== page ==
FAQ | Netflix Ties Up With Microsoft for Advertisements: How Will It Work?

Microsoft is helping Netflix create a low-priced tier with ads, to offset Netflix's current loss of subscribers.  

Tech and Auto
2 min read

Microsoft and Netflix on Wednesday, 13 July, announced through blog posts on their websites that they were partnering to bring advertisements on the streaming platform. This is a departure from Netflix’s current ad-free viewing experience.

What exactly would this partnership mean for consumers? Here are all your queries about this deal, answered and explained.


What is this new tie-up between Netflix and Microsoft?

This tie-up makes Microsoft Netflix’s technology and sales partner. This means that any advertisements you see on Netflix will be put up there through Microsoft.

Marketers will communicate with the tech giant to have access to Netflix audiences and to display their advertisements on their platform.

Is every plan on Netflix going to show advertisements?

Not exactly. Netflix is working to build a lower-priced subscription tier which will have advertisements, to enable them to offer their content to more customers without losing out on revenue.

The costlier subscription plans will presumably stay ad-free. However, very little is currently known about the future ad-supported streaming plans as the deal is in early stages.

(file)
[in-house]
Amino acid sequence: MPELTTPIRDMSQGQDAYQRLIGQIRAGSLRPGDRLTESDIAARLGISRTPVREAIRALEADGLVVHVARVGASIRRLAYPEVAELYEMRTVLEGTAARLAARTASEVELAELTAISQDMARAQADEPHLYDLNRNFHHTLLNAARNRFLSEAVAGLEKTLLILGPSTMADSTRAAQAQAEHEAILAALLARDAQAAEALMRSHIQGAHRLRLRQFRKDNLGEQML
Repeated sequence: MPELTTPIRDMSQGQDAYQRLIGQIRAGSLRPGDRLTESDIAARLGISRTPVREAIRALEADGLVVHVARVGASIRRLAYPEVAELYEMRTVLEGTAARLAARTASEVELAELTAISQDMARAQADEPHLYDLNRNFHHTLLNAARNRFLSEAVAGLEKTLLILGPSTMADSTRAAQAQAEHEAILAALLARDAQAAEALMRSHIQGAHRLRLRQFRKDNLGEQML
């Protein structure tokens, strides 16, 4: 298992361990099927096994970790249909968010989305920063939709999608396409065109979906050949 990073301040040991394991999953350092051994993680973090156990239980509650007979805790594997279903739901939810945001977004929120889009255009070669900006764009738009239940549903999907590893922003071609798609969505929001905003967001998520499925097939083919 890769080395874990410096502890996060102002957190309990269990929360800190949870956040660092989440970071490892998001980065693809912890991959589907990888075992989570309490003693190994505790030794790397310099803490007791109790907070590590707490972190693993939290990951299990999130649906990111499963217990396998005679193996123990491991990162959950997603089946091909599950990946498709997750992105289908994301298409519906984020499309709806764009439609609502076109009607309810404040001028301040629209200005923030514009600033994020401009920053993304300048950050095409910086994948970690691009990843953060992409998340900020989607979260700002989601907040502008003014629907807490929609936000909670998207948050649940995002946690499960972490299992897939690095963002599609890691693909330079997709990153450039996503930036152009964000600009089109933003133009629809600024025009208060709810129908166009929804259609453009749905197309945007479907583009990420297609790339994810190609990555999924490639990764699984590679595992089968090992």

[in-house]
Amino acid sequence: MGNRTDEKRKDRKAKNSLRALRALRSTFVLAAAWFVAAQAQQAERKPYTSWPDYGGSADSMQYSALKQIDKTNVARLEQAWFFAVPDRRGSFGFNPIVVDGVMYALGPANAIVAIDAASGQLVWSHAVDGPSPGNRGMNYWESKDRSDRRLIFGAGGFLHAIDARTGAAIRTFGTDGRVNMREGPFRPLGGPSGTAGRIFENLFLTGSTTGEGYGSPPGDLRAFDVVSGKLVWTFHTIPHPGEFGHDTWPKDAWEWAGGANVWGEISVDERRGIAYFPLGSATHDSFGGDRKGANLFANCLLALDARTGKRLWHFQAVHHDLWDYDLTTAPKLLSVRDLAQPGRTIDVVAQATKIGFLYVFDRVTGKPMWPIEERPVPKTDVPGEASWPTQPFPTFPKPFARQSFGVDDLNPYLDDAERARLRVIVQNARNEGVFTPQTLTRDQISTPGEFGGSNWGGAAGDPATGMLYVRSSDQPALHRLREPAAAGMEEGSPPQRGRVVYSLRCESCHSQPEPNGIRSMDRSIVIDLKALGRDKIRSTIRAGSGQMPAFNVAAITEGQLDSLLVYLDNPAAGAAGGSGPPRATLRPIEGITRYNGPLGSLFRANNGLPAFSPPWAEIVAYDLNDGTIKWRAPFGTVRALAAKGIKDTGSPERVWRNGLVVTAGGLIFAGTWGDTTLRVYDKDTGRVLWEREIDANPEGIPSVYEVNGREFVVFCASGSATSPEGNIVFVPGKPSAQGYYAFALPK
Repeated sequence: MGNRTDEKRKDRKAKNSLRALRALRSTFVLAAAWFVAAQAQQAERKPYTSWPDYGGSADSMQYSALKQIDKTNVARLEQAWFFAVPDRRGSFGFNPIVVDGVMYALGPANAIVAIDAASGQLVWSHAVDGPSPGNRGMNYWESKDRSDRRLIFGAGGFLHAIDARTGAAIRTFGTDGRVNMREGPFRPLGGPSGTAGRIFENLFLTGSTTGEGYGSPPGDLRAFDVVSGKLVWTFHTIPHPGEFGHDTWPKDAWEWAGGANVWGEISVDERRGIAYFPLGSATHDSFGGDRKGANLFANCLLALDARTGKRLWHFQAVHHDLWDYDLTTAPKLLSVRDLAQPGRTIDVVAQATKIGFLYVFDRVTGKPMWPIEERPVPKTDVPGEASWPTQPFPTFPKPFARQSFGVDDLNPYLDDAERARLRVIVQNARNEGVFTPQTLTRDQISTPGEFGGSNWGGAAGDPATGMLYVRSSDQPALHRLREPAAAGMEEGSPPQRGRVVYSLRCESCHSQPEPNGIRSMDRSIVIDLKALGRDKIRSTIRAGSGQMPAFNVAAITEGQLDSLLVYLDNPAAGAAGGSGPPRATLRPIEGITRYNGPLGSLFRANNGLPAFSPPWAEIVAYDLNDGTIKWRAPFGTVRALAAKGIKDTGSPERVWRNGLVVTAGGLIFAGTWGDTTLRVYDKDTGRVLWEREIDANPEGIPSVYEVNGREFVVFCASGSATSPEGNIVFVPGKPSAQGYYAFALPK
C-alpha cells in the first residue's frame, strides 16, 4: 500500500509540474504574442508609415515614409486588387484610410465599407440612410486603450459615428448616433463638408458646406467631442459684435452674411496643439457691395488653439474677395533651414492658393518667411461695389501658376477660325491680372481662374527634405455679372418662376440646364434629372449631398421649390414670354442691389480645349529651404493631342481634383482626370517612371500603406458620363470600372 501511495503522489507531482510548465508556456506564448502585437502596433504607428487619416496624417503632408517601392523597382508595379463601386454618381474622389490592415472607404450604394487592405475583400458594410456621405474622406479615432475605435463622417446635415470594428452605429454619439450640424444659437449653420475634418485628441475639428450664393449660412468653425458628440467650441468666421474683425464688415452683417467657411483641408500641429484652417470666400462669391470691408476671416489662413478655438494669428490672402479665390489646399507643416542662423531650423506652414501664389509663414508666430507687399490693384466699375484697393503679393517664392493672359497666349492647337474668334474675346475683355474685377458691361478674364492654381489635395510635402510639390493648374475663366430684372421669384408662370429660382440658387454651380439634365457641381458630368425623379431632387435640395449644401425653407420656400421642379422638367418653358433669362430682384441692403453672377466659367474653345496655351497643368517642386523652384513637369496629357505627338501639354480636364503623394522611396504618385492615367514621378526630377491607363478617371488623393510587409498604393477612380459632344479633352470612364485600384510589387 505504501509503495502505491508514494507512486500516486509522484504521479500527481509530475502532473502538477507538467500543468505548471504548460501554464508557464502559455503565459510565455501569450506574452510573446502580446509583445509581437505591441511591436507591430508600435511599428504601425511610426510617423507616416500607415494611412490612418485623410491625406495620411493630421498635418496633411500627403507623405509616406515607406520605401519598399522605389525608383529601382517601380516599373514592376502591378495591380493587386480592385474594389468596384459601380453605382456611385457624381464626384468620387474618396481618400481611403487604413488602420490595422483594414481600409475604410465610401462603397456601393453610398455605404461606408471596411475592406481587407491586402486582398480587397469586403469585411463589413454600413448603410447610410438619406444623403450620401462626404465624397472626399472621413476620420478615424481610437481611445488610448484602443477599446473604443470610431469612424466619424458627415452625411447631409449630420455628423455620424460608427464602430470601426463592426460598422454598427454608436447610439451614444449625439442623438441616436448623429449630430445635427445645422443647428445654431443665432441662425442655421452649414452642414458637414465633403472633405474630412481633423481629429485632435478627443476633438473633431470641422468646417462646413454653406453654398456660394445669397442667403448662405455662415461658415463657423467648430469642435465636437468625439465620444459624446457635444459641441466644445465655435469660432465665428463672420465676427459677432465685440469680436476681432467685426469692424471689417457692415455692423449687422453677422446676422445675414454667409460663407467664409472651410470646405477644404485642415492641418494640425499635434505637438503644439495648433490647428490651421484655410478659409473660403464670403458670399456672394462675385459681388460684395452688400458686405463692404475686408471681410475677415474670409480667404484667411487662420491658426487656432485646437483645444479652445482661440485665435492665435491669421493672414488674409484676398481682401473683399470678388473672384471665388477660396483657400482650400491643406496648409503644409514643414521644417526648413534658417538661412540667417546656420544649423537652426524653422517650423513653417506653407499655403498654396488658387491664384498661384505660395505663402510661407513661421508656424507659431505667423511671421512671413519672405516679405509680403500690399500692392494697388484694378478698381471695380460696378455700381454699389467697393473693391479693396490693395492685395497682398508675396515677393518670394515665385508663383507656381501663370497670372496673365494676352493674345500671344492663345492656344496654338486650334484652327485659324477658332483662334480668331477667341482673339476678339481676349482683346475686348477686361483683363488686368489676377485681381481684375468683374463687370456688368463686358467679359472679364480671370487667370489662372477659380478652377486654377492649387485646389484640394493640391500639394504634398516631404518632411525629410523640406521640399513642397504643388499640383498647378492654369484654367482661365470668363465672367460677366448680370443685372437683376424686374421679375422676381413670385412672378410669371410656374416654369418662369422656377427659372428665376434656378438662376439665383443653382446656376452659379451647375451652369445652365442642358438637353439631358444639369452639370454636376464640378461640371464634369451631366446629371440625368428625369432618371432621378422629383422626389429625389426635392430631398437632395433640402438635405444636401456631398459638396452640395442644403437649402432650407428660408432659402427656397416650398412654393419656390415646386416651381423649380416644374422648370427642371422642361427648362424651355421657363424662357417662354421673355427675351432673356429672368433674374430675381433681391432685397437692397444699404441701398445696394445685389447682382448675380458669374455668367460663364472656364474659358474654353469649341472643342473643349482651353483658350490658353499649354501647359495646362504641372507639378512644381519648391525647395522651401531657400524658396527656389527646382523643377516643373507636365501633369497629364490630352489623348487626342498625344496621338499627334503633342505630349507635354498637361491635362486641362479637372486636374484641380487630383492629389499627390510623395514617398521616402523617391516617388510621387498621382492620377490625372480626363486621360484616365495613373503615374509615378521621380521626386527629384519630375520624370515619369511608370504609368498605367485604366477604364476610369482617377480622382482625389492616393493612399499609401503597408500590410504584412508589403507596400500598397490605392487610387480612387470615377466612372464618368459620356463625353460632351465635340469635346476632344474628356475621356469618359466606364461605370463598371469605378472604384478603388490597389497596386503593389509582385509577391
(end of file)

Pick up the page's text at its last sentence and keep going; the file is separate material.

Currently, the cheapest Netflix plan is at Rs149, where content can be accessed only on the mobile/tablet app, and on a single device at a time.

Why is Netflix choosing to do this?

For the first time since launch in 2011, the company saw 2 lakh subscribers leave the service in the first quarter of 2022, and has projected 2 million subscribers leaving the service in the second quarter.

This announcement led to the company’s stocks plummeting by 35 percent – with the company considering showing advertisements.

"It's pretty clear that it's working for Hulu. Disney is doing it. HBO did it," Netflix CEO Reed Hastings said on 19 April, talking about advertising to earn revenue. "I don't think we have a lot of doubt that it works."


Is this a common revenue model for OTT?

Disney had earlier announced a deal between Disney+ and adtech company The Trade Desk. While Disney’s subscriber base is still growing, their rationale for introducing a lower-priced tier is to make their content more accessible to a wider range of consumers.

Hulu, on the other hand, offers advertisements (also owned by Disney), as does HBO Max, Paramount+ and Discovery+. However, these platforms are not available in India.

Then there are platforms like YouTube and MX Player that allow you to watch content for free, but with ads. Their subscription model offers ad-free access to their content.

A lot of homegrown OTT platforms in India offer a limited range of content to the viewer with ads for free, like ALT Balaji and Voot – and paying for these services unlocks their full roster of content.

When will Netflix begin showing advertisements?

There is no clarity on this. However, multiple reports suggest that the new plan could roll out by the end of this year.

(With inputs from Business Insider.)

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